Man flexing next to the Cancer sign

Colorectal Cancer Survival and Quality of Life


  • Colorectal cancer survival rates are high and there are many survivors.
  • Following recovery, colon cancer survivors deal with physical, mental, and emotional challenges.
  • Younger survivors tend to have a more difficult time dealing with post-recovery stress and isolation.
  • Colorectal screening and early detection can help prevent and manage the disease and its consequences. 

Colorectal cancer survival rates are promising, and thanks to early detection, they continue to improve. Statistics say that if doctors detect colon cancer early, the five-year survival rate is 91.4 percent. 

In this blog post, we’ll discuss what you can expect as a colorectal cancer survivor and the factors that might affect your post-treatment quality of life. 

Colorectal Cancer Survival and Early Detection

The link between early detection and colorectal cancer survival is straightforward. Early detection means early-stage cancer, which responds better to treatment and higher five-year survival rates.

Regular colorectal screening does more than help you detect early colorectal cancer. It has been helping doctors lower colon cancer rates significantly over the years. It may have contributed to a 30 percent drop in colorectal cancer cases in people over 50.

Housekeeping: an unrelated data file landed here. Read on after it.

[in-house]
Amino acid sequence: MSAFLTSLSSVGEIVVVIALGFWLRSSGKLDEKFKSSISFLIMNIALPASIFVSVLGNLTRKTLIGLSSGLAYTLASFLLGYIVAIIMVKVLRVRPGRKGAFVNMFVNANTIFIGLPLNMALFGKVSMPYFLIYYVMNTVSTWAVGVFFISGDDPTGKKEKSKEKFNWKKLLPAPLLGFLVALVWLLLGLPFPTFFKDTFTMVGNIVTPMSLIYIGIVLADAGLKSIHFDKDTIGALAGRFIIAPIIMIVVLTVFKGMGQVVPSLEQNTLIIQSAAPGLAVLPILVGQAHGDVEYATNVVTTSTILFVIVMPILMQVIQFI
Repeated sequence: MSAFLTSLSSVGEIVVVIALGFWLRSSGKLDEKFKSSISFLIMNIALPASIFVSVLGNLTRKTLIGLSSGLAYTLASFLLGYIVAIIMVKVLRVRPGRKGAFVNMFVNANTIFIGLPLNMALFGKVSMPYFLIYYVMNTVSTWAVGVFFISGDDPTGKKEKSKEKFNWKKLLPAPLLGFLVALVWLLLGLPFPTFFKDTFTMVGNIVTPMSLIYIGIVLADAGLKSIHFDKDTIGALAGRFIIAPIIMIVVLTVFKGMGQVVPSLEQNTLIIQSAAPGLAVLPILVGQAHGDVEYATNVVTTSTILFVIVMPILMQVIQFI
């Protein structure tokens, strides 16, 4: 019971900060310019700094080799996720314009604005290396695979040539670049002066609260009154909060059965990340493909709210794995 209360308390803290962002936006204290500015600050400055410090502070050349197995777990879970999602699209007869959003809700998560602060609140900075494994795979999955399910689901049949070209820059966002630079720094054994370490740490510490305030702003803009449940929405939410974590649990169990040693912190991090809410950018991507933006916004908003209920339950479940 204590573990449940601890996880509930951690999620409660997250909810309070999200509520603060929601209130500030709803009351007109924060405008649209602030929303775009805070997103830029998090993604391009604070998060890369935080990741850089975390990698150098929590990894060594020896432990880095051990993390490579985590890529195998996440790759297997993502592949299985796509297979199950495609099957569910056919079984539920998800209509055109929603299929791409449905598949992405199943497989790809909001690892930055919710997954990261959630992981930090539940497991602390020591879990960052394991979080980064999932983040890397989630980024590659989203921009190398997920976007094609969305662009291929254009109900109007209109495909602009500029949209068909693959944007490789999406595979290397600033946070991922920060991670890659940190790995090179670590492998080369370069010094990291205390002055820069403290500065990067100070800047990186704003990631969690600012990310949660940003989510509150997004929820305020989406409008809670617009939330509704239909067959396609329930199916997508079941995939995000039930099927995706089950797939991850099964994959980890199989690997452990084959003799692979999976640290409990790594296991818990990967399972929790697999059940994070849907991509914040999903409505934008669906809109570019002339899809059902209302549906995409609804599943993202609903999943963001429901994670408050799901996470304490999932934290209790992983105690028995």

The advantage of regular colorectal cancer testing is that it can detect polyps in the colon that haven’t yet turned cancerous. By removing these polyps, doctors can prevent the disease altogether. 

Even if you develop colorectal cancer, early treatment increases your survival odds and your post-recovery quality of life.

Post-Colon Cancer Quality of Life

Your overall health dictates your quality of life. If you’re in constant pain, you can’t enjoy your daily activities. If you feel well, on the other hand, you can work out, be active, and enjoy life in general. 

As we age, our overall health begins to decline. We are also more likely to develop colon cancer past 50. Unfortunately, recent trends show colon cancer rates going up in those younger than 50.

Younger people, including colon cancer sufferers, tend to be in better physical shape. Therefore, we should look at their post-recovery quality of life separately from those over 50. 

Post-Colorectal Cancer Quality of Life Over 50

For those over 50, the factors impacting the quality of life of colorectal cancer survivors often include more complex physical and mental health factors than for younger men. 

Physical Well-being

Research has found that the physical quality of life of colon cancer survivors over 50 is slightly lower than that of the general population. Doctors have noted that the difference is not significant, however. On average, survivors function as well as those who never dealt with colon cancer. 

Those reporting lower physical quality of life are: 

  • Older. The older you are, the less likely you are to feel physically well as a colon cancer survivor.
  • Overweight. Carrying too much weight is generally unhealthy and makes life less enjoyable as a colorectal cancer survivor.
  • Less educated. Better education equals more opportunities and fewer financial worries. People with less education struggle more in general.
  • Smokers. Smoking negatively affects your physical well-being in many ways. It is hardly surprising that it worsens the quality of your post-colon cancer life.
  • Living with chronic conditions. Diabetes sufferers, for example, have digestive and other problems that interfere with their physical well-being. 
Man sitting with his eyes closed
Physical well-being is a significant component of your overall quality of life

Mental Well-being